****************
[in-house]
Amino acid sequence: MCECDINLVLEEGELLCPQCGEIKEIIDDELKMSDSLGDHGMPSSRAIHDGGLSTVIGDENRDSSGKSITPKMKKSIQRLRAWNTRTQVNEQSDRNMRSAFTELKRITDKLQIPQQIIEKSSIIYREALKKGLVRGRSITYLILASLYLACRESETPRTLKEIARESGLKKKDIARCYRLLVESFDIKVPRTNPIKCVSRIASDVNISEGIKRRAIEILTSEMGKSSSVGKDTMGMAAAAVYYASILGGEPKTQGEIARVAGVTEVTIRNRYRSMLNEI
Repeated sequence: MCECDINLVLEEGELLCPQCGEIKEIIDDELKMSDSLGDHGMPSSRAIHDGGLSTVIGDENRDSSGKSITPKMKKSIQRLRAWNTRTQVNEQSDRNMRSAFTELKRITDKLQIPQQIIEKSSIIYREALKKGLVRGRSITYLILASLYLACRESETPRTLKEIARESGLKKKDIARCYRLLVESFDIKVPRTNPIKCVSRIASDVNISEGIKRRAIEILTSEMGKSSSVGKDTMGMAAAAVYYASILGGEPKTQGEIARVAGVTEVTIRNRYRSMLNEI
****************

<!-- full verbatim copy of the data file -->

[in-house]
Amino acid sequence: MCECDINLVLEEGELLCPQCGEIKEIIDDELKMSDSLGDHGMPSSRAIHDGGLSTVIGDENRDSSGKSITPKMKKSIQRLRAWNTRTQVNEQSDRNMRSAFTELKRITDKLQIPQQIIEKSSIIYREALKKGLVRGRSITYLILASLYLACRESETPRTLKEIARESGLKKKDIARCYRLLVESFDIKVPRTNPIKCVSRIASDVNISEGIKRRAIEILTSEMGKSSSVGKDTMGMAAAAVYYASILGGEPKTQGEIARVAGVTEVTIRNRYRSMLNEI
Repeated sequence: MCECDINLVLEEGELLCPQCGEIKEIIDDELKMSDSLGDHGMPSSRAIHDGGLSTVIGDENRDSSGKSITPKMKKSIQRLRAWNTRTQVNEQSDRNMRSAFTELKRITDKLQIPQQIIEKSSIIYREALKKGLVRGRSITYLILASLYLACRESETPRTLKEIARESGLKKKDIARCYRLLVESFDIKVPRTNPIKCVSRIASDVNISEGIKRRAIEILTSEMGKSSSVGKDTMGMAAAAVYYASILGGEPKTQGEIARVAGVTEVTIRNRYRSMLNEI